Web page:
A Look At Common Gages Used In Mechanic Engineering

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A Look At Common Gages Used In Mechanic Engineering

19 March 2019
 Categories: , Blog


Watching a mechanical engineer work with their repertoire of tools can be quite fascinating, especially if you have a keen interest in mechanical processes. One of the smaller tool types you will see an engineer reach for the most while they work are various forms of gages. Gages are used for all kinds of different measuring purposes, and there about as many gages out there to learn about as there are types of major hand tools. Take a peek at some of the types of gages you will see a mechanical engineer use while they are working on various tasks. 

Thread Gages 

Thread gages are pretty interesting in their design, and you may not know it if you were holding one in your hand. Some thread gages fold into themselves like a pocket knife, and others for larger measuring practices come in sets. These gages have a set of measuring devices on them that are designed to slip between the threads of a piece that has threads bored in the shaft, such as a screw or a bolt. A mechanical engineer may pull out a thread gage to measure the distance between threads on a bolt to ensure it is going to seat properly in a bored hole, for example. 

Ring Gages 

Ring gages, sometimes referred to as circular gages, have a telltale ring shape. These gages serve several different purposes, but they are almost always used to measure the circumference of an object that is shaped like a cylinder. For example, if a mechanical engineer is working on a piece of metal pipe and needs to quickly check its diameter, they may grab a ring gage, slip it over the pipe, and get a quick look. These gages are far more efficient and accurate than using standard measuring methods and tools, such as tape measures.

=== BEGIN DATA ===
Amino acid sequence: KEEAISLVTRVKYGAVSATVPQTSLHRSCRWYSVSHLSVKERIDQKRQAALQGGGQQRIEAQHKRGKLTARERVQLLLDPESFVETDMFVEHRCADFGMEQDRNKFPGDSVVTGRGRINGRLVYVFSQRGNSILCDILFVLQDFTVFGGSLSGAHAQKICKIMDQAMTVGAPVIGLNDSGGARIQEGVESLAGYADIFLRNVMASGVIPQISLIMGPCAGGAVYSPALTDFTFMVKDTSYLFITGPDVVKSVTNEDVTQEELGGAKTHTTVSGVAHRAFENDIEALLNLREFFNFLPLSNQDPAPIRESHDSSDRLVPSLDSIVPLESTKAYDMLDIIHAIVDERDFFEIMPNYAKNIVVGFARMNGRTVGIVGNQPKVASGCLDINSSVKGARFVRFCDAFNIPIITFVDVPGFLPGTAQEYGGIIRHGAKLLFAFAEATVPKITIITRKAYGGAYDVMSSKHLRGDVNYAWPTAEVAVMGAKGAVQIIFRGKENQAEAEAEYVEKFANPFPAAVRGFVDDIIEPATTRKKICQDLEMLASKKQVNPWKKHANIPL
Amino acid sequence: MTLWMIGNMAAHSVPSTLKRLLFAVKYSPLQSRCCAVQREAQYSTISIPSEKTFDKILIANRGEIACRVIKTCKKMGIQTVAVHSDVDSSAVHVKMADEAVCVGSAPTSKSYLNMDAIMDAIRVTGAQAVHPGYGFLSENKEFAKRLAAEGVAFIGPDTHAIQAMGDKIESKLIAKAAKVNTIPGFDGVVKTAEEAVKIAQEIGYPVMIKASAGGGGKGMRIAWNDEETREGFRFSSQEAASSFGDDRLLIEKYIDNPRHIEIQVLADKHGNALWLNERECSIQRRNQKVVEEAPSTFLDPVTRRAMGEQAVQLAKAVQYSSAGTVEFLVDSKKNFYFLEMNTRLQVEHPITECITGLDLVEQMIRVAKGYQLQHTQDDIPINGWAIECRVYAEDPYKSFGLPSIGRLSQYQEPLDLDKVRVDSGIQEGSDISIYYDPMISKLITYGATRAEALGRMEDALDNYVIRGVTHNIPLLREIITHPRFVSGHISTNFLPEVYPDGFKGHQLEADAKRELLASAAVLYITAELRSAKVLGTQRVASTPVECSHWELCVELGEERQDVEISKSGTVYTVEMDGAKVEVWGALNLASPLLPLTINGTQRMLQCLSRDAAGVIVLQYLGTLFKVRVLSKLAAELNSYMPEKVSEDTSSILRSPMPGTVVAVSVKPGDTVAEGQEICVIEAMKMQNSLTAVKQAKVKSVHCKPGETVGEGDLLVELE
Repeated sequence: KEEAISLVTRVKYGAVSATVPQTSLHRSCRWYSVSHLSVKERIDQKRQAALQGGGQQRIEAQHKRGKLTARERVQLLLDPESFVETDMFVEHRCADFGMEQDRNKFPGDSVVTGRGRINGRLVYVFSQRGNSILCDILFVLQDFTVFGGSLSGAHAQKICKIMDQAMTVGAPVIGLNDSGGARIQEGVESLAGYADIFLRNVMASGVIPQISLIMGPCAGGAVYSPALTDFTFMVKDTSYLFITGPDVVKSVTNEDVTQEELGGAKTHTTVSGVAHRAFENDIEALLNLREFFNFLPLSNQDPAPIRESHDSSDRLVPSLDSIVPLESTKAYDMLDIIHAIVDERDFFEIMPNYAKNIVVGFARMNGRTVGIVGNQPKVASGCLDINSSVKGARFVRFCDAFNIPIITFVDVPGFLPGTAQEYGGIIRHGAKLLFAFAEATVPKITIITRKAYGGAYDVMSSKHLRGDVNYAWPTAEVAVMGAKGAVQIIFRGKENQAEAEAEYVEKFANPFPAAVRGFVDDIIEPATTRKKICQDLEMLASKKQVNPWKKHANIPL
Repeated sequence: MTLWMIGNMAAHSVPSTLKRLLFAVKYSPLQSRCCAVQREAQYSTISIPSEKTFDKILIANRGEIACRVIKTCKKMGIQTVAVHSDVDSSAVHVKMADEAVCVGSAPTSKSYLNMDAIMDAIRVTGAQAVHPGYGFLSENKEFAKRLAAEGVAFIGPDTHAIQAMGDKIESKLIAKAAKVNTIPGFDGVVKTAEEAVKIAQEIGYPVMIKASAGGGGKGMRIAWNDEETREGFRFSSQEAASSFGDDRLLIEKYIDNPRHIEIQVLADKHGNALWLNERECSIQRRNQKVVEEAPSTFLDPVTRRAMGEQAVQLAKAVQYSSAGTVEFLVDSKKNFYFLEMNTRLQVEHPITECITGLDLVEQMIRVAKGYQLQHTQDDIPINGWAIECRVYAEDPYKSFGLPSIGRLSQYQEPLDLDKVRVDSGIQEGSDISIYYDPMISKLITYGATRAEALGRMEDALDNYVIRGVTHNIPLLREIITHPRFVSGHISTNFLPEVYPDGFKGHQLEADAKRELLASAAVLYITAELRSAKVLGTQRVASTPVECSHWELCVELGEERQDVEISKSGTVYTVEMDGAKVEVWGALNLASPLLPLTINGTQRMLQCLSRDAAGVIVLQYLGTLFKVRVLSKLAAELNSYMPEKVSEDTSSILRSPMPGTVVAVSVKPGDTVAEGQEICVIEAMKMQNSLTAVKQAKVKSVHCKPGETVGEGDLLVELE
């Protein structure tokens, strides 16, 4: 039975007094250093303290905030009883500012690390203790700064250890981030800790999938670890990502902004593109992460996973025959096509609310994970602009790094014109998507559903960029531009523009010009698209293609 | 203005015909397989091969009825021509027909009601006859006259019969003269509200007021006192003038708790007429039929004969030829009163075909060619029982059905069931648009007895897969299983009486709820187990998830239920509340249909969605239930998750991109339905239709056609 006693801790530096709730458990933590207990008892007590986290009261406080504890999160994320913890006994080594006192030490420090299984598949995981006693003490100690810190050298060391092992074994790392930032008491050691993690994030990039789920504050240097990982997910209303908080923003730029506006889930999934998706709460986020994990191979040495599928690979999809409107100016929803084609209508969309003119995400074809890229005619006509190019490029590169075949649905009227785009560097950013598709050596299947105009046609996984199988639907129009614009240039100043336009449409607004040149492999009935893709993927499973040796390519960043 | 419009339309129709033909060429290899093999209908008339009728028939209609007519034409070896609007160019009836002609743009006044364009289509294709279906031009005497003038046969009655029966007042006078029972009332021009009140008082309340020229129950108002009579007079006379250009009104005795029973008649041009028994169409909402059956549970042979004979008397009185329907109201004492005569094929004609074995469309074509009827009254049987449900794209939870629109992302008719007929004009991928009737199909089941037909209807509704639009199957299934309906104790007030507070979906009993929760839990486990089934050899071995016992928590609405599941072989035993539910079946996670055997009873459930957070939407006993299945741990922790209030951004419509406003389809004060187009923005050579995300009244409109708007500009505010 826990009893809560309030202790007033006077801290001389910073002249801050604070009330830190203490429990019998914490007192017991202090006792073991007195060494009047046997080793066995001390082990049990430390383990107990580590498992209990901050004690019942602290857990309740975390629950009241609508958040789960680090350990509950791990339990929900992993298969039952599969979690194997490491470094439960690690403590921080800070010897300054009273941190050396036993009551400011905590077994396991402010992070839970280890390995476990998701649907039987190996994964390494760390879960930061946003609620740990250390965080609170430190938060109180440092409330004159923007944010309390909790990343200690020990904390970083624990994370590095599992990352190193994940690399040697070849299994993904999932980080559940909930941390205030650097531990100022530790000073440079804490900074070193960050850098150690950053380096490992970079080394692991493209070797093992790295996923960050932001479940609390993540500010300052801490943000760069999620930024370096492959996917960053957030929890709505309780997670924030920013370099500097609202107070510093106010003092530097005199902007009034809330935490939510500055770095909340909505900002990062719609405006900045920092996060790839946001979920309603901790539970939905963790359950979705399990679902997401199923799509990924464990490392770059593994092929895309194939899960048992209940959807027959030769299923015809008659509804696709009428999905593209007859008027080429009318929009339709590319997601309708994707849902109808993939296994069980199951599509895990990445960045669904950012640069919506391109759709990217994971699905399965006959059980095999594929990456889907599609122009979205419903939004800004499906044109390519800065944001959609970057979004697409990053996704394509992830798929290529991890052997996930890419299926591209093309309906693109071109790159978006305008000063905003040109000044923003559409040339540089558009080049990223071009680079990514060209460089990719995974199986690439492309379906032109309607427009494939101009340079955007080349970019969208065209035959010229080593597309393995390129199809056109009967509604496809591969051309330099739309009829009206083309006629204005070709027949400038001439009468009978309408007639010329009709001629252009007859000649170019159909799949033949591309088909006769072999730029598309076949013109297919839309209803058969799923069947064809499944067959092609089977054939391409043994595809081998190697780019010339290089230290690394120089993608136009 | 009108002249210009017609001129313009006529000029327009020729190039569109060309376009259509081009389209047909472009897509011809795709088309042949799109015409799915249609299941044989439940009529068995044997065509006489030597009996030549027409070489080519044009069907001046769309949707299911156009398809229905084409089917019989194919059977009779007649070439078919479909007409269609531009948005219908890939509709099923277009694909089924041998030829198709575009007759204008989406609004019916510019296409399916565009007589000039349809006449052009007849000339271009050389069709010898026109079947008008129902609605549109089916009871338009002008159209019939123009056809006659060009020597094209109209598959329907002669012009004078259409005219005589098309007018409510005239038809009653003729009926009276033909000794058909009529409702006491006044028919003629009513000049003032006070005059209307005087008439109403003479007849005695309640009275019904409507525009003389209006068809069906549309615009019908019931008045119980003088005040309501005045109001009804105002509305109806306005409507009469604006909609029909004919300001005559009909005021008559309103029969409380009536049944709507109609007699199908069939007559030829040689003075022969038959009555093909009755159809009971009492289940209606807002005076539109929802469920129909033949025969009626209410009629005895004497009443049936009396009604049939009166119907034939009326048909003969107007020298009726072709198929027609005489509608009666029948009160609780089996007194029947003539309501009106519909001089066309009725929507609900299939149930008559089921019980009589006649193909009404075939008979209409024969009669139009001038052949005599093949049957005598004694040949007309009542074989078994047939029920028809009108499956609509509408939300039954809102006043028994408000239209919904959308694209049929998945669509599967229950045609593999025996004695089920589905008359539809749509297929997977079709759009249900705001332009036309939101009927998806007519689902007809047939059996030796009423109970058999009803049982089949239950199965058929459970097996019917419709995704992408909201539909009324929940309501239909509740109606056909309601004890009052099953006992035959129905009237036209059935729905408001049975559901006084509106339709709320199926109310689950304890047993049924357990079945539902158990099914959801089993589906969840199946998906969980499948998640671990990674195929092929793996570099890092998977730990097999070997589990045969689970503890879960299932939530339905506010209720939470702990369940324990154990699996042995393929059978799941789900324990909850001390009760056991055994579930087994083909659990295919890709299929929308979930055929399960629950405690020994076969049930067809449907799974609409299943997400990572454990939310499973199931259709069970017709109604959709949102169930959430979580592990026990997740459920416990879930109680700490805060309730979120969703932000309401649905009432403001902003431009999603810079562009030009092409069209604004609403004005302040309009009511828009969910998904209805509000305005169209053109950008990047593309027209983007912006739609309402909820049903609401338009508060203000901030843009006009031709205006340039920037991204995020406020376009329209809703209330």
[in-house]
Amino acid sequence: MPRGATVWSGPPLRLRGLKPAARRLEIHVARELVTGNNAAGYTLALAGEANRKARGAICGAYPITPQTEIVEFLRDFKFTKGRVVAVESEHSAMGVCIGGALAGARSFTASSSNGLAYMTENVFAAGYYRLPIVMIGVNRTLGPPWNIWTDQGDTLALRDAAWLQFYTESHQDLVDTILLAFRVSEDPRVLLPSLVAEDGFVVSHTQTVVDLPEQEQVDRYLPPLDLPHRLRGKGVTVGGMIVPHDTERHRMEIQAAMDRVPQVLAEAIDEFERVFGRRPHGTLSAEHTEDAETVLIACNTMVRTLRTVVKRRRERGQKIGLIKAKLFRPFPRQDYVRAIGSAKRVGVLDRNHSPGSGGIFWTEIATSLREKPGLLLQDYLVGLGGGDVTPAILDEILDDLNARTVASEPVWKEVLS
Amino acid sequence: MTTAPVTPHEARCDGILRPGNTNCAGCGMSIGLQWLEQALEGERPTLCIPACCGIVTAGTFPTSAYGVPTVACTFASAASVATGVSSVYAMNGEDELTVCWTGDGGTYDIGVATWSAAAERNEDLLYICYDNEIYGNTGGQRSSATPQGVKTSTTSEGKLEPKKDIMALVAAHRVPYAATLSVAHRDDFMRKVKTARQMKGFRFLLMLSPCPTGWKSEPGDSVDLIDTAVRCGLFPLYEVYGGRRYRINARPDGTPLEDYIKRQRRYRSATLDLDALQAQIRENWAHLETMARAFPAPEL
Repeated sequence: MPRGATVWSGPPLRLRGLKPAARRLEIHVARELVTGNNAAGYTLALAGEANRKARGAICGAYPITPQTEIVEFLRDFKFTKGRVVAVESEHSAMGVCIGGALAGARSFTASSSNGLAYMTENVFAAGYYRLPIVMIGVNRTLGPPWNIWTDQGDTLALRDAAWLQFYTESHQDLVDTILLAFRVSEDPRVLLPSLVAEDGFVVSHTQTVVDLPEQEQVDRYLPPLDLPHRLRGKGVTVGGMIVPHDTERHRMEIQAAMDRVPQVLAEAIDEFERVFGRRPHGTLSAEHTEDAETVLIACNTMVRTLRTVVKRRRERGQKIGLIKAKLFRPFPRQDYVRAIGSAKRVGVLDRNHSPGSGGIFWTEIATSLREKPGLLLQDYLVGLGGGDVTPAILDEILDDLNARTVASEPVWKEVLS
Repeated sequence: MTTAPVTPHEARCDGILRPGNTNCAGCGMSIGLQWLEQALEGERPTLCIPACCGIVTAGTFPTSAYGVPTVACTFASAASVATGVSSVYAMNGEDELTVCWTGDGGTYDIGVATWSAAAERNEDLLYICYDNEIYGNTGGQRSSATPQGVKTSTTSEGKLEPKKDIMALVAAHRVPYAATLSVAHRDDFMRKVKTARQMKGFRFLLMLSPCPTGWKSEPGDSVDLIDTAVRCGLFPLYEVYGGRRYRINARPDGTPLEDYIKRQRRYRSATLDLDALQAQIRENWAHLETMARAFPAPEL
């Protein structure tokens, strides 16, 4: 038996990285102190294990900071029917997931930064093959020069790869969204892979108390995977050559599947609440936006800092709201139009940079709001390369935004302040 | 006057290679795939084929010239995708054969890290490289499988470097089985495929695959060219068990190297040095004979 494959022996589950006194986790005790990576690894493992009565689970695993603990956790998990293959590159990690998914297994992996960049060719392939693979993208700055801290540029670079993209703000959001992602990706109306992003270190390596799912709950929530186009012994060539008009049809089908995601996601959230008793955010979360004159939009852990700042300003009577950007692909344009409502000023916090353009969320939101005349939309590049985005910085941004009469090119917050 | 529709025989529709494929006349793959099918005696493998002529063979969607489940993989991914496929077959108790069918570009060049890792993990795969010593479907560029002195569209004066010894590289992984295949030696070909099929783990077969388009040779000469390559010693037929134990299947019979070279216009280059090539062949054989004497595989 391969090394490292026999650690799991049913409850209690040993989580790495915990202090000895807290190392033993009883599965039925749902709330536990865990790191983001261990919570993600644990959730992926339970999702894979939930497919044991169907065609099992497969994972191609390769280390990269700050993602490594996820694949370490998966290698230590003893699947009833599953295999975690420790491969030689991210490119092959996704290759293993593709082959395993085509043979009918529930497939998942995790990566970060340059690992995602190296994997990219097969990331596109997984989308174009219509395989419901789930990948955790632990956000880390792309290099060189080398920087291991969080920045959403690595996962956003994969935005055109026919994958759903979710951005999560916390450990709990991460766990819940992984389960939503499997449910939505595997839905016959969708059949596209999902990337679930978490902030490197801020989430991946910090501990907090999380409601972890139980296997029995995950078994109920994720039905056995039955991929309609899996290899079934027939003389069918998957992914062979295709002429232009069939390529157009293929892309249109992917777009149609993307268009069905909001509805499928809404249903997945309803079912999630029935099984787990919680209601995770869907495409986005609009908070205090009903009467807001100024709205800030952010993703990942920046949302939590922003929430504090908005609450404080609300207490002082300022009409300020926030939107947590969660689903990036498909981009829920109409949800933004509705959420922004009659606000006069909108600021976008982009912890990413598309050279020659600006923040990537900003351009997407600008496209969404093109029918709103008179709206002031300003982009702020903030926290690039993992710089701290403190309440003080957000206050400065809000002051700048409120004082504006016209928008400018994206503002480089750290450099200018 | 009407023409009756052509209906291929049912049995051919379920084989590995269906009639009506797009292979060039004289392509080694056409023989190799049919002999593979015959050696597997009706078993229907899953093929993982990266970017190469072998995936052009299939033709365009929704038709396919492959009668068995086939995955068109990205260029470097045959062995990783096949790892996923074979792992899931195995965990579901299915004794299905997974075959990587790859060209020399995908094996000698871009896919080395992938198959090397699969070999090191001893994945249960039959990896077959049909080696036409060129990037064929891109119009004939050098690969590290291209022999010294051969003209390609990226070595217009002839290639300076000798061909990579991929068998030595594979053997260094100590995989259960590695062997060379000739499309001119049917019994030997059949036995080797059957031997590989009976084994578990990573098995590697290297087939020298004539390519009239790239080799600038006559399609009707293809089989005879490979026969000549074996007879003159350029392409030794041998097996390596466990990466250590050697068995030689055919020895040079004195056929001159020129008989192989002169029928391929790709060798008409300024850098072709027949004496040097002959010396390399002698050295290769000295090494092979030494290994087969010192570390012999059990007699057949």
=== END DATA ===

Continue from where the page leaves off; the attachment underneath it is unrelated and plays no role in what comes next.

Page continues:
Depth Gages

Depth gages are tools used to measure the precise depth of a piece. For example, a depth gage may be used if a mechanical engineer is trying to determine the exact depth of an indentation in the head of a screw to best determine what bit should be used to maneuver it. Depth gages often come in sets, and some of them have telescoping heads that can be extended into a piece with a measurement reference along the side. However, depth gages can also be in sets with each gage being an exact depth. 

For more information about the aforementioned gages, reach out to an industrial equipment and part supplier near you.